The values of the “art” pieces can be easily set; a wonderful Roy Lichtenstein oil painting of a cat, for example, has been estimated at $200,000 to $300,000, and a Picasso Head of a Woman has been estimated at $60,000 to $80,000; both of these items are included in the London exhibition of the collection, at Sotheby’s until 28 March. But what is to be done with the collection of high school rings? What is to be done with the collection of carrier bags? How do you assign value to a limited edition Roy Lichtenstein carrier-bag inscribed to Andy? The questions are much more complicated than they were for the Wilsford sale, because Andy Warhol’s art is really all about the value of the mundane materials of daily life; he might well have professed to feel more strongly about the importance of the carrier-bags than about the importance of the Fantin-Latour painting of roses estimated at $80,000 to $100,000. Since the sale does not include any of Andy Warhol’s paintings, his odds and ends become his art.
But there, of course, is the irony. Though Warhol always suggested that the past should be destroyed to make way for an irreverent present, he emerges as a self-conscious collector of the stuff of the past, crazed with beauty and good taste. The unpriceable carrier-bags are no surprise; but the elegance and taste of the furniture and art collections points to a very real concern with living like the society figures with whom he surrounded himself, and they are a surprise to those who did not know Warhol well. The irony, we find, is perhaps that he did not treat the glamorous world around him with as much irony as he pretended to. Like the rest of us, he preferred eggshell-lacquer vases to soup cans.
Unanticipated simplicity and elegance of taste do not distort our time-honoured vision of Liberace. But here too, the collection is of a much higher calibre than one might expect. Everything glitters, but some of it is gold. There is a late-nineteenth-century cut-glass table composed of 66 pieces of Baccarat crystal, and originally built for the Maharaja Bahadur Shah II, which is estimate at $30,000 to $50,000. There is an extensive Capo di Monte dinner-service estimated at $10,000 to $15,000. There are hundreds of other objects of great inherent value like the untold numbers of Liberace’s hallmark candelabra and the customised cars and the Sèvres urns. But here, as with Warhol, there are objects whose value is hard to determine, those which will sell because they have what Christie’s call “the L Factor.” Who can say that the estimate of $20,000 to $25,000 placed on a Baldwin mirrored grand piano is fair for the piano on which Mr. Showmanship played? And who can begin to place values on what Liberace called his “Happy-happies,” those objects he collected with his own particular whimsy because they seemed so very much in character? Or the collection of miniature pianos?
The Warhol house, of course, was packed to the gills, and it was a large house, but Liberace’s estate includes five homes, and the sale contains more than 2,000 lots. The houses boggle the mind; in the bedroom of the Las Vegas estate The Creation of Adam from the Sistine Ceiling is reproduced in a ceiling lunette, around the edges of which well-muscled youths of Michelango-esque aspect lounge and battle. It is in a way rather a shame that much of this material loses the fullness of its dazzle when it is taken out of context, as it will be after the sale. But in the meantime Christie’s will make the sale a spectacular event: the opening festivities, at the Los Angeles Convention Center, will boast displays of Liberace’s costumes (most of which are not in the sale, as they have been placed in the Liberace Museum in Las Vegas), and guests will be entertained by young musicians who have received scholarships from the Liberace Foundation. Everywhere, the L Factor will be at work, glamorising this sale of the finest in glitz.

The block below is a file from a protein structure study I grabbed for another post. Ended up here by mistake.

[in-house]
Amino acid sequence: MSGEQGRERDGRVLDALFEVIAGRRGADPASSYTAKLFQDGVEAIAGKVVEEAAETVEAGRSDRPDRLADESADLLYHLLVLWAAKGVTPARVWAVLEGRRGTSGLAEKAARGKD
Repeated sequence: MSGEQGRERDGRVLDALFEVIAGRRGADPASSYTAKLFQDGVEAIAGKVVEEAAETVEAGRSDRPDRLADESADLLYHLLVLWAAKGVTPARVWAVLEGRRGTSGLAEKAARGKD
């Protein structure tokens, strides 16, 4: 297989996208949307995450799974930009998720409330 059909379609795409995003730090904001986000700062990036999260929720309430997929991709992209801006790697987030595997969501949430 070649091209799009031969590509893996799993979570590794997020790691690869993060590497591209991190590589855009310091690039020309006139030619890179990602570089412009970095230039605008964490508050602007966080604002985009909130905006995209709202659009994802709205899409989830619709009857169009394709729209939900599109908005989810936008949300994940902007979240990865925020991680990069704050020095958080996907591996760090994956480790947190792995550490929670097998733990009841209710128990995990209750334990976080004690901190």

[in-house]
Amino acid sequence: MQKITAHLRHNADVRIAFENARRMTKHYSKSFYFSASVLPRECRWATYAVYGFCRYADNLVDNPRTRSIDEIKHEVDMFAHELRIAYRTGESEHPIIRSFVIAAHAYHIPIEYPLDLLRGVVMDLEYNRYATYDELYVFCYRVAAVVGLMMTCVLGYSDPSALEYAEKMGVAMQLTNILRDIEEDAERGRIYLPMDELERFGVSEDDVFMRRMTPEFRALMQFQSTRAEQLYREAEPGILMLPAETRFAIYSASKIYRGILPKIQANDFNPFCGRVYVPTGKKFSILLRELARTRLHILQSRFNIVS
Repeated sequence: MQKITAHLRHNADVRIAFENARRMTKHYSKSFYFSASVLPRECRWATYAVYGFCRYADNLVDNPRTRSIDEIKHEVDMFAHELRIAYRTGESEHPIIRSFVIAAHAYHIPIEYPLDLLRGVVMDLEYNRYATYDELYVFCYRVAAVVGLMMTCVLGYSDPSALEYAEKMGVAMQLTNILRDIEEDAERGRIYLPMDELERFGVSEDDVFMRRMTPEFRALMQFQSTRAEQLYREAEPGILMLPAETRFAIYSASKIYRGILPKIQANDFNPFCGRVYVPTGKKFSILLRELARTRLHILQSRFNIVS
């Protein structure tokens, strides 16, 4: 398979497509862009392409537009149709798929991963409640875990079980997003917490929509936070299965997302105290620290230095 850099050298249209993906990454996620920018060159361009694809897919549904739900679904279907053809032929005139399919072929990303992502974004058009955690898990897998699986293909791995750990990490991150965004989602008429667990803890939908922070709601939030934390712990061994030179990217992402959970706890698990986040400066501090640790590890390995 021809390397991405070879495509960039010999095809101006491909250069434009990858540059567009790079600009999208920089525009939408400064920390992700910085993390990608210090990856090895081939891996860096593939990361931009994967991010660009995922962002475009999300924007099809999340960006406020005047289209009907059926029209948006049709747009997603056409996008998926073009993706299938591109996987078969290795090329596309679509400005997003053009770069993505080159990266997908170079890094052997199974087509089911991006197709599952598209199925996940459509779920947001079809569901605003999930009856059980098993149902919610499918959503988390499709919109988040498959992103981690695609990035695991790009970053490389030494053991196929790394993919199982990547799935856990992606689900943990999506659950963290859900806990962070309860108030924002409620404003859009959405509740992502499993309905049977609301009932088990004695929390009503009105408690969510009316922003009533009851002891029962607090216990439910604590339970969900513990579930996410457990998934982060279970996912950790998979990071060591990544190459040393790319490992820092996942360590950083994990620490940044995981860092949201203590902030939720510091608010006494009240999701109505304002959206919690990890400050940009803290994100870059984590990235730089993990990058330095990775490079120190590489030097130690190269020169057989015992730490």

Both of these sales are of the outsize estates of Americans born in the simple world of the American midwest. Early photographs of each man show him naïve and shy and unsophisticated. But both managed to burn like the brightest of flames for generations, refusing to fade with the earliest great successes — only to have their lives snuffed out prematurely. Both sales benefit foundations to help young artists, and each foundation bears the name of its benefactor. The Andy Warhol Foundation for the Visual Arts and the Liberace Foundation for the Performing and Creative Arts are the beneficiaries of these magnificent collections, accumulated, one cannot help feeling, by people too lonely to have heirs. Their progeny is their own work and their hodge-podges of objects, and if these sales are glamorously sentimental, they are also a bit sad.
The directors of both Sotheby’s and Christie’s are eager to assure the public that these sentimental sales will never become the rule, and that we ought not to expect every collector who dies to be made into a public figure designed to provoke our love. but there are certainly lots of old or dying personalities ripe for such exploitation, and the houses will not shy from presenting them in the most fascinating light they can. What of the obsessiveness this provokes? “It’s like comedy,” explains John Culme, with a canny smile. “It doesn’t work if you don’t play it straight.”